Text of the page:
Lacy has earned designation as a Master of Business Administration, a dual Master of Science in both Counseling Psychology and Leadership and Human Resource Development and is actively completing her PhD in Philosophy, Leadership and Human Resource Development. Her research centers on the same objective that forms the foundation of her career as both a speaker and workforce champion: revolutionizing leadership.

Lacy’s approach to leadership development fosters an environment where culture and collaboration flourish, creating a workplace where every voice is represented. She has been instrumental in transforming corporate environments, youth engagement efforts, and advocacy programs. She has worked across the U.S. and internationally in a variety of high profile roles, bringing innovative solutions to high stakes challenges.

In concepts including transformational leadership and healing-centered leaders, Lacy Dicharry lives to empower others to transform the way they live, the way they lead, and the world around them.

Lacy has dedicated her life to becoming a force for positive change in organizations around the world. Lacy is a fearlessly authentic leader, speaker, and individual. By sharing her challenges, her experiences, and her transformation with the world, Lacy connects with her audiences in a way nobody else does, because she brings to her work what nobody else can.

Marita Brack is the Associate Director for Psychology within NHS Education for Scotland, and has worked as a Clinical Psychologist for 25 years. Her clinical work has principally been within specialist mental health services for children, young people and their families, both in Scotland and Australia. Marita has also worked within university settings in relation to the training of Applied Psychologists, and was the Clinical Practice Director on the MSc in Applied Psychology for Children and Young People, delivered in partnership between the NHS and the University of Edinburgh. Marita joined NES in 2010 as the Head of Programme for the Parenting and Infant Mental Health workstream, within the Psychology Directorate, and through this role has led on the development and implementation of several strands of work, including the Psychology of Parenting Project (PoPP), the NES Infant Mental Health training plan, the Early Intervention Framework, and most recently Marita has been co-leading on the implementation of the Enhanced Psychological Practice-Children and Young People certificate level course that has been created within NES. Marita has a long-standing interest in early intervention and prevention approaches to strengthening mental health and wellbeing, evidence-based parent-child relationship interventions and public health.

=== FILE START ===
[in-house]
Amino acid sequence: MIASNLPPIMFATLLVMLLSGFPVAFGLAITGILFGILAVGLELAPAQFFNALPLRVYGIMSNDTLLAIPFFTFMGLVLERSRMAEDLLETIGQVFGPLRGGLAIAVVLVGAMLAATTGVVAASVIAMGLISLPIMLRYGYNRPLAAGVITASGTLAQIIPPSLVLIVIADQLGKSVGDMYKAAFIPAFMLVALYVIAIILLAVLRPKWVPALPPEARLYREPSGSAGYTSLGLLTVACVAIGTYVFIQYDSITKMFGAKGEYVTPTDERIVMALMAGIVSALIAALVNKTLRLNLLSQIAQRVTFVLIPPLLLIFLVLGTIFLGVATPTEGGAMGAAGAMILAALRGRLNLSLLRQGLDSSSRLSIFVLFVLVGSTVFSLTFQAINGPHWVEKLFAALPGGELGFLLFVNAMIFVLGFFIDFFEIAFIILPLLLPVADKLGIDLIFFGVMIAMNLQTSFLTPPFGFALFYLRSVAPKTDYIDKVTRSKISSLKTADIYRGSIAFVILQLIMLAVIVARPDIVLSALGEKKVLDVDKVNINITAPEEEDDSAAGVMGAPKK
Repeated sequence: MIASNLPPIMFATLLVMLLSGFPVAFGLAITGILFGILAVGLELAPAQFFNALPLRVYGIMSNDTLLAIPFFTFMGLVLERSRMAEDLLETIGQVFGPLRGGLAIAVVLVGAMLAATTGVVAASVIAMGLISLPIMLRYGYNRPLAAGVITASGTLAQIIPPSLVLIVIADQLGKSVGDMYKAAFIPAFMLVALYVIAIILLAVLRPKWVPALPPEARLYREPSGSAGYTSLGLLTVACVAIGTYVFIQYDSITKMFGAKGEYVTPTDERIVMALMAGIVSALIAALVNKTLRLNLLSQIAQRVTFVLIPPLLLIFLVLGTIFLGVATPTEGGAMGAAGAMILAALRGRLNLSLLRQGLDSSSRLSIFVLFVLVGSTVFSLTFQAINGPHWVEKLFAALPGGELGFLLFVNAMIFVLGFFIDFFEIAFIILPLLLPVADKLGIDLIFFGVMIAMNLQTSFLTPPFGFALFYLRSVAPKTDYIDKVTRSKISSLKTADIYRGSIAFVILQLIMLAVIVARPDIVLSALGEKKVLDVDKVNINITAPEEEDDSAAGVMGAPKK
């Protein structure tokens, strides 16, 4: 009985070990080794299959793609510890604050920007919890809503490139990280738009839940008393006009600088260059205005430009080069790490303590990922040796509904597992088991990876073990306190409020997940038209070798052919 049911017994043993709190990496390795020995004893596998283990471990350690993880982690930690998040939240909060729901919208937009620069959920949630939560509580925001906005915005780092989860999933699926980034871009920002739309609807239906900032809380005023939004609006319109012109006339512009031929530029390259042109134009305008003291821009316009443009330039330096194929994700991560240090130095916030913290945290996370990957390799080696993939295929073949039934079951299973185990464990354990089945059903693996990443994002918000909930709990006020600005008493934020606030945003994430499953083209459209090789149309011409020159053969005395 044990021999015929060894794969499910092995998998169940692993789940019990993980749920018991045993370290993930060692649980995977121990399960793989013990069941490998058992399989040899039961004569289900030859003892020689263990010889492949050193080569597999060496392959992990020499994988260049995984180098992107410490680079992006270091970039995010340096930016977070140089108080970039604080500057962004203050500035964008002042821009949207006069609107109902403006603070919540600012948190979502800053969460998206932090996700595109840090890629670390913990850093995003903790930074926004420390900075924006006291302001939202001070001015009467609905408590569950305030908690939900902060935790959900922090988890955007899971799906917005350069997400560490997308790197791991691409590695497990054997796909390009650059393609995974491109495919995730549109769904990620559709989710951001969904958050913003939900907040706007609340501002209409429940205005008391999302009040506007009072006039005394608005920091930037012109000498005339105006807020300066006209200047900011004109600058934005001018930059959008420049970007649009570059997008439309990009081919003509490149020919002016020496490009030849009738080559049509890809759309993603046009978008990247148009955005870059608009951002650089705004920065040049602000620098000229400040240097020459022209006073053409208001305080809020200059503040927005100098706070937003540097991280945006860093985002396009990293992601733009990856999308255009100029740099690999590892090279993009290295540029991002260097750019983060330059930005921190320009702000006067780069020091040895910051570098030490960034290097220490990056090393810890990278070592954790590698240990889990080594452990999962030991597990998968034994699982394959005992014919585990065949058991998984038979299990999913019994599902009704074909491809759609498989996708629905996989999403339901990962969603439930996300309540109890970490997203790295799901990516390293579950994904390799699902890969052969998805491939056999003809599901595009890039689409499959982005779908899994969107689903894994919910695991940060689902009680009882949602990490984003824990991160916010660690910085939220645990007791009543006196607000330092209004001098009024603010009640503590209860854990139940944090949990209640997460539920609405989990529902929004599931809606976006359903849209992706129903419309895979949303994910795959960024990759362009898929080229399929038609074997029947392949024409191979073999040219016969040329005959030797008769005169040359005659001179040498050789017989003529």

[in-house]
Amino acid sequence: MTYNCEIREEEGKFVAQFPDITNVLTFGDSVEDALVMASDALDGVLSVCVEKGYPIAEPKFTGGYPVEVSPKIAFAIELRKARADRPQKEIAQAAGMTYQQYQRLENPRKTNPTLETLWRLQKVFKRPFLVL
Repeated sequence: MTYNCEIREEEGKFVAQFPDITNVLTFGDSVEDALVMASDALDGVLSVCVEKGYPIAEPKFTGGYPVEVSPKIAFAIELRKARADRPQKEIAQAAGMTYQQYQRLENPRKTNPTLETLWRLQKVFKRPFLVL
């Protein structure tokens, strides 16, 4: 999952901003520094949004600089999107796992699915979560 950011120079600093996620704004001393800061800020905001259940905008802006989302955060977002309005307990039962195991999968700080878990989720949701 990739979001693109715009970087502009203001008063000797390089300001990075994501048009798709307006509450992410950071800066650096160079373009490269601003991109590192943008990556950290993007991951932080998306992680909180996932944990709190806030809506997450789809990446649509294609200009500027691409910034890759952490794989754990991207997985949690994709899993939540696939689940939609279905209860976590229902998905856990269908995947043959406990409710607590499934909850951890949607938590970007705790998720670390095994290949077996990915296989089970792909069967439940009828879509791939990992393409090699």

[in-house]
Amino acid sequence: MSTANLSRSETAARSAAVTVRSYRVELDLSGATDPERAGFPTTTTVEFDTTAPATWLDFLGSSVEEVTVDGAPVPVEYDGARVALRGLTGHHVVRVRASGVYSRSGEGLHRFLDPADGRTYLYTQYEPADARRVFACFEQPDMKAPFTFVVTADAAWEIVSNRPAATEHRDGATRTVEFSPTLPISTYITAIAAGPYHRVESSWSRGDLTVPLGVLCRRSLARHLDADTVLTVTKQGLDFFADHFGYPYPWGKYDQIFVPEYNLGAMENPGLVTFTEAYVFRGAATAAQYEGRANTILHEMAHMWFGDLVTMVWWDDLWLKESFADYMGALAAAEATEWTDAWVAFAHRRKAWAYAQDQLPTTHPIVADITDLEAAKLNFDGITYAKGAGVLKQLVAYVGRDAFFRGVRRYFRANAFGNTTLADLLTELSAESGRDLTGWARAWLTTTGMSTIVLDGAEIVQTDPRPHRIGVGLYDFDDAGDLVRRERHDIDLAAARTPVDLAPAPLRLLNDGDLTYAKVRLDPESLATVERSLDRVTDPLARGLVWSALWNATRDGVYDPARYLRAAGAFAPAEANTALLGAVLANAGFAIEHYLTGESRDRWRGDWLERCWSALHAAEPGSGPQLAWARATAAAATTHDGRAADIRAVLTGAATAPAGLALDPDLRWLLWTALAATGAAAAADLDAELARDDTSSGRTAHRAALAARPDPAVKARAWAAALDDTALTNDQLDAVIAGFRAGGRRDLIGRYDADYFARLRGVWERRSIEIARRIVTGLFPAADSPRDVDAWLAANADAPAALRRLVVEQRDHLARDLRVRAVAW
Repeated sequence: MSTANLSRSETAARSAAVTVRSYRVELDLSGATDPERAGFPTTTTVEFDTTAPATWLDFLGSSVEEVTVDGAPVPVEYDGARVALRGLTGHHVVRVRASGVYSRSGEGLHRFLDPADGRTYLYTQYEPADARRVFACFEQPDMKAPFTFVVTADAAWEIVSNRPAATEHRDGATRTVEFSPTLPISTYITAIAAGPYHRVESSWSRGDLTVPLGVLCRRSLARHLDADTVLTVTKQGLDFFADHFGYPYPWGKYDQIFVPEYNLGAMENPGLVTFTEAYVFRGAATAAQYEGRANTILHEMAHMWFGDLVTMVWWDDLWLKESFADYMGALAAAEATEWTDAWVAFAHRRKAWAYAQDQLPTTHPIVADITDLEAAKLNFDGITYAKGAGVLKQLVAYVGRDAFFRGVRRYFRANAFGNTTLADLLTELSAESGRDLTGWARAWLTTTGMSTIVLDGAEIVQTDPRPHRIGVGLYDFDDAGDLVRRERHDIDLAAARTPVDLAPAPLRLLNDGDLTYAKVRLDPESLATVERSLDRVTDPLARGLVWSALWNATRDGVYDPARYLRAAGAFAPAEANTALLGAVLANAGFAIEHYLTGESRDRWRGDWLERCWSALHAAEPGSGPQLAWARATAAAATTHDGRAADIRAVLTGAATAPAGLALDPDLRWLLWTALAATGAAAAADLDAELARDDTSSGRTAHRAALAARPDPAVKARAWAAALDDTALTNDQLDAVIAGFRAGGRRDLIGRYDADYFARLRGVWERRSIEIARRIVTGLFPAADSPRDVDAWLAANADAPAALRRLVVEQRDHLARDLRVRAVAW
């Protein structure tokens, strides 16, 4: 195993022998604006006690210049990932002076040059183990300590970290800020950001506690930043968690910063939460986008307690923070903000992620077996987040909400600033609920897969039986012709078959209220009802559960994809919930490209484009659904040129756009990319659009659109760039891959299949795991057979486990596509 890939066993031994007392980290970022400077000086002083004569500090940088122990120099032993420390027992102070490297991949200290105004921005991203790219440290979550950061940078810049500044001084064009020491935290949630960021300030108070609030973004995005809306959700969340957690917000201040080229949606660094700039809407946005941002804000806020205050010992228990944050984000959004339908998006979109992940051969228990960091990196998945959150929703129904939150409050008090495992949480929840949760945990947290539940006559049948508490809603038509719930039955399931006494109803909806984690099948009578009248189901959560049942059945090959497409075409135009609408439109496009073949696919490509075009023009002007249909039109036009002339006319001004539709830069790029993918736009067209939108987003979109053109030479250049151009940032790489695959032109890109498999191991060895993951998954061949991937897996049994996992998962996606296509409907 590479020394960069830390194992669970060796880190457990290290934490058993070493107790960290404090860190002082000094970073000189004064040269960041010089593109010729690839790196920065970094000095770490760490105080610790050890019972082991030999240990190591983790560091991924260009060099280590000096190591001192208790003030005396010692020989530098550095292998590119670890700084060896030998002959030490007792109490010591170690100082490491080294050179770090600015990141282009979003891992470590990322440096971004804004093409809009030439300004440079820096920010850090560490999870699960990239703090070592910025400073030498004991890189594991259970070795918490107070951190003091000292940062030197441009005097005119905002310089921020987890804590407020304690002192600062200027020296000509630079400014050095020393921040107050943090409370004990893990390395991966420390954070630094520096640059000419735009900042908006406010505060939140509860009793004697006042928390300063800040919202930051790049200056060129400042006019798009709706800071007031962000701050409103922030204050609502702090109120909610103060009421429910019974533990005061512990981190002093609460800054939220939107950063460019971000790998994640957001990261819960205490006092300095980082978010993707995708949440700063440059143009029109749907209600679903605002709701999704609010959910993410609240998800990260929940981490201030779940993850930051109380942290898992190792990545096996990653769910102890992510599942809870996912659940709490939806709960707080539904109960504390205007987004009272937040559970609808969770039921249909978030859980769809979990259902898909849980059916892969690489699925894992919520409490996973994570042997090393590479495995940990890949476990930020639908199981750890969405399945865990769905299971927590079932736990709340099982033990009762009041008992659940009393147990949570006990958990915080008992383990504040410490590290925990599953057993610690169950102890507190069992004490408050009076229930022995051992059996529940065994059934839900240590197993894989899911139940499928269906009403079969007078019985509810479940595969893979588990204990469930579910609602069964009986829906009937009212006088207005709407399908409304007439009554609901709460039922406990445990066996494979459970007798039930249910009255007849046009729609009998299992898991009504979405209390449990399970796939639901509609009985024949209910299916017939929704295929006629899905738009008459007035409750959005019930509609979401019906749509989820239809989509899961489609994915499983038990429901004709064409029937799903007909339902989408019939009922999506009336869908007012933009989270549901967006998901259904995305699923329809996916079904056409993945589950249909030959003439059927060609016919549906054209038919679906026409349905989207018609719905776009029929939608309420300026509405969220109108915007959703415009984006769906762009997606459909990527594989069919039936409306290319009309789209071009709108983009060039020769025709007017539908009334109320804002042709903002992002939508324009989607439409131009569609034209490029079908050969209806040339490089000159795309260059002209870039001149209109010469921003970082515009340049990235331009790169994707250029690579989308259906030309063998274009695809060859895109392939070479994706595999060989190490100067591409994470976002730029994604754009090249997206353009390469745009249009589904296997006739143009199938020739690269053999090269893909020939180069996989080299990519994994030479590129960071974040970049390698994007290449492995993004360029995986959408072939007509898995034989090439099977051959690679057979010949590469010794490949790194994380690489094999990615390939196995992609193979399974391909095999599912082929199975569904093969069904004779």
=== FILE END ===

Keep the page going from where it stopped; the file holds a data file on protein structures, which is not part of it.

Category A – The UNC School of Social Work is approved by the American Psychological Association to sponsor continuing education for psychologists. The UNC School of Social Work maintains responsibility for this program and its content.

NBCC ACEP #6642: UNC School of Social Work (SSW) has been approved by NBCC as an Approved Continuing Education Provider, ACEP #6642.  Programs that do not qualify for NBCC credit are clearly identified.  UNC SSW is solely responsible for all aspects of the programs. Continuing education activities vary in the number of NBCC hours awarded based on the length of the program. See individual programs for specific CE credit information.

UNC SSW, #1406, is approved by the Association of Social Work Boards (ASWB) Approved Continuing Education (ACE) program. Organizations, not individual courses, are approved as ACE providers. State and provincial regulatory boards have the final authority to determine whether an individual course may be accepted for continuing education credit. UNC-SSW maintains responsibility for this course. ACE provider approval period: 8/10/2022 to 8/10/2025. Continuing education activities vary in the number of social work hours awarded based on the length of the program. See individual programs for specific CE credit information.